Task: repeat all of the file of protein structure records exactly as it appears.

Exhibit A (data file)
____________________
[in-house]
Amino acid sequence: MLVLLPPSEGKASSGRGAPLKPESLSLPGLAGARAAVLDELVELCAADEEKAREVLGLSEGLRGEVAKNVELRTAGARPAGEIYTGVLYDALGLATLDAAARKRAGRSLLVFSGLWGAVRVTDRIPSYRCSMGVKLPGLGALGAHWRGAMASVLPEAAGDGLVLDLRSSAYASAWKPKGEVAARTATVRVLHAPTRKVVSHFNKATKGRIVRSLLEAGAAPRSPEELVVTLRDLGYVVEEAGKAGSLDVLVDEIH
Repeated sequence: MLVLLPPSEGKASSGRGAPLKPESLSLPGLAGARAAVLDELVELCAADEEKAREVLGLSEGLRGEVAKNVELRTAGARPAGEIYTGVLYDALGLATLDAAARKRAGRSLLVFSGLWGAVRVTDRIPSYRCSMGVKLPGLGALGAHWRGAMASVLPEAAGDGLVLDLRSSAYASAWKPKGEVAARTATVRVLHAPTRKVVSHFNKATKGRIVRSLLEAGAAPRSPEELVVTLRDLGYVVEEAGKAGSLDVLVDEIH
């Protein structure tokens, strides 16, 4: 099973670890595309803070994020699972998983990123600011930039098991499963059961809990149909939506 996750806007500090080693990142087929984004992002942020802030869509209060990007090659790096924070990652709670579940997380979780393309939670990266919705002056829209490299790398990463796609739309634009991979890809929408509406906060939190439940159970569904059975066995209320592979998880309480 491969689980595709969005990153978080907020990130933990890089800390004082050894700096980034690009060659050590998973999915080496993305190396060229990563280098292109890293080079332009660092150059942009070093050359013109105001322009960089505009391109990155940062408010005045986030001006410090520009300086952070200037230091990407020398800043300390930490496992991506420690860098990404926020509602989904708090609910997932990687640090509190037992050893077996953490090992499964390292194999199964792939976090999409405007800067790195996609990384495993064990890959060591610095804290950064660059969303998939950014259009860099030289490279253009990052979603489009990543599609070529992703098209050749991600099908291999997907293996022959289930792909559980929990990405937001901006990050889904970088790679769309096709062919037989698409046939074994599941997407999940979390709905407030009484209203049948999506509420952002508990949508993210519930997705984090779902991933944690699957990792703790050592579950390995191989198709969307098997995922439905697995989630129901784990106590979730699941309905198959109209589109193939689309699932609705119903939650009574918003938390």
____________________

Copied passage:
[in-house]
Amino acid sequence: MLVLLPPSEGKASSGRGAPLKPESLSLPGLAGARAAVLDELVELCAADEEKAREVLGLSEGLRGEVAKNVELRTAGARPAGEIYTGVLYDALGLATLDAAARKRAGRSLLVFSGLWGAVRVTDRIPSYRCSMGVKLPGLGALGAHWRGAMASVLPEAAGDGLVLDLRSSAYASAWKPKGEVAARTATVRVLHAPTRKVVSHFNKATKGRIVRSLLEAGAAPRSPEELVVTLRDLGYVVEEAGKAGSLDVLVDEIH
Repeated sequence: MLVLLPPSEGKASSGRGAPLKPESLSLPGLAGARAAVLDELVELCAADEEKAREVLGLSEGLRGEVAKNVELRTAGARPAGEIYTGVLYDALGLATLDAAARKRAGRSLLVFSGLWGAVRVTDRIPSYRCSMGVKLPGLGALGAHWRGAMASVLPEAAGDGLVLDLRSSAYASAWKPKGEVAARTATVRVLHAPTRKVVSHFNKATKGRIVRSLLEAGAAPRSPEELVVTLRDLGYVVEEAGKAGSLDVLVDEIH
């Protein structure tokens, strides 16, 4: 099973670890595309803070994020699972998983990123600011930039098991499963059961809990149909939506 996750806007500090080693990142087929984004992002942020802030869509209060990007090659790096924070990652709670579940997380979780393309939670990266919705002056829209490299790398990463796609739309634009991979890809929408509406906060939190439940159970569904059975066995209320592979998880309480 491969689980595709969005990153978080907020990130933990890089800390004082050894700096980034690009060659050590998973999915080496993305190396060229990563280098292109890293080079332009660092150059942009070093050359013109105001322009960089505009391109990155940062408010005045986030001006410090520009300086952070200037230091990407020398800043300390930490496992991506420690860098990404926020509602989904708090609910997932990687640090509190037992050893077996953490090992499964390292194999199964792939976090999409405007800067790195996609990384495993064990890959060591610095804290950064660059969303998939950014259009860099030289490279253009990052979603489009990543599609070529992703098209050749991600099908291999997907293996022959289930792909559980929990990405937001901006990050889904970088790679769309096709062919037989698409046939074994599941997407999940979390709905407030009484209203049948999506509420952002508990949508993210519930997705984090779902991933944690699957990792703790050592579950390995191989198709969307098997995922439905697995989630129901784990106590979730699941309905198959109209589109193939689309699932609705119903939650009574918003938390």